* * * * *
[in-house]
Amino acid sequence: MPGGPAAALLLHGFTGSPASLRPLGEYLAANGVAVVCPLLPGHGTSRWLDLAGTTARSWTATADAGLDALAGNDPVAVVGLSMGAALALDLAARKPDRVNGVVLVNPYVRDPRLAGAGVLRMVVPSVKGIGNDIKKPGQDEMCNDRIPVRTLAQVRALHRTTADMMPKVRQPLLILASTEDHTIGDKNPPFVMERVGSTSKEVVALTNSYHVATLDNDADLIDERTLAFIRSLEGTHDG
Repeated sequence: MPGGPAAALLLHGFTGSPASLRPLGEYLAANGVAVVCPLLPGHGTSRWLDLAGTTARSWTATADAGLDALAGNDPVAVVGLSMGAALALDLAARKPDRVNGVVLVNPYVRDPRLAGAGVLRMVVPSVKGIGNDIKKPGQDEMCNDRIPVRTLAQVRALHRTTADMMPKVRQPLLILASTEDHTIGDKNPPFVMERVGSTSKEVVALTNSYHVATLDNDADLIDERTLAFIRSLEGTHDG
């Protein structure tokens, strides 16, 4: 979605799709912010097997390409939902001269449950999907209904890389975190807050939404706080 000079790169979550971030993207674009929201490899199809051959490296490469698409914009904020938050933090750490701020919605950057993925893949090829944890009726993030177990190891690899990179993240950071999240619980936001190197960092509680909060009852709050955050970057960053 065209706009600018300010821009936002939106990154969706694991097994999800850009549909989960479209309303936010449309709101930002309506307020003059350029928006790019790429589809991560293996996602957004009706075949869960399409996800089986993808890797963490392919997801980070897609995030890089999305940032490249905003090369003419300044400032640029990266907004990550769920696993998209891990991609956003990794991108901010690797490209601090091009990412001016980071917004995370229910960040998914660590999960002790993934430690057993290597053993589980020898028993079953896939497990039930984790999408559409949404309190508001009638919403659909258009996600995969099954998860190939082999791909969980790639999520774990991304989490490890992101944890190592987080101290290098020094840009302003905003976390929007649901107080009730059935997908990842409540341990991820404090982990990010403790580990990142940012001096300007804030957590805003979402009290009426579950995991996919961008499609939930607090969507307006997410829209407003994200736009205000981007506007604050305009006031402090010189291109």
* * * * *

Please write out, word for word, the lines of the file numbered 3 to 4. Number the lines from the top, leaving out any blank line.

Repeated sequence: MPGGPAAALLLHGFTGSPASLRPLGEYLAANGVAVVCPLLPGHGTSRWLDLAGTTARSWTATADAGLDALAGNDPVAVVGLSMGAALALDLAARKPDRVNGVVLVNPYVRDPRLAGAGVLRMVVPSVKGIGNDIKKPGQDEMCNDRIPVRTLAQVRALHRTTADMMPKVRQPLLILASTEDHTIGDKNPPFVMERVGSTSKEVVALTNSYHVATLDNDADLIDERTLAFIRSLEGTHDG
């Protein structure tokens, strides 16, 4: 979605799709912010097997390409939902001269449950999907209904890389975190807050939404706080 000079790169979550971030993207674009929201490899199809051959490296490469698409914009904020938050933090750490701020919605950057993925893949090829944890009726993030177990190891690899990179993240950071999240619980936001190197960092509680909060009852709050955050970057960053 065209706009600018300010821009936002939106990154969706694991097994999800850009549909989960479209309303936010449309709101930002309506307020003059350029928006790019790429589809991560293996996602957004009706075949869960399409996800089986993808890797963490392919997801980070897609995030890089999305940032490249905003090369003419300044400032640029990266907004990550769920696993998209891990991609956003990794991108901010690797490209601090091009990412001016980071917004995370229910960040998914660590999960002790993934430690057993290597053993589980020898028993079953896939497990039930984790999408559409949404309190508001009638919403659909258009996600995969099954998860190939082999791909969980790639999520774990991304989490490890992101944890190592987080101290290098020094840009302003905003976390929007649901107080009730059935997908990842409540341990991820404090982990990010403790580990990142940012001096300007804030957590805003979402009290009426579950995991996919961008499609939930607090969507307006997410829209407003994200736009205000981007506007604050305009006031402090010189291109």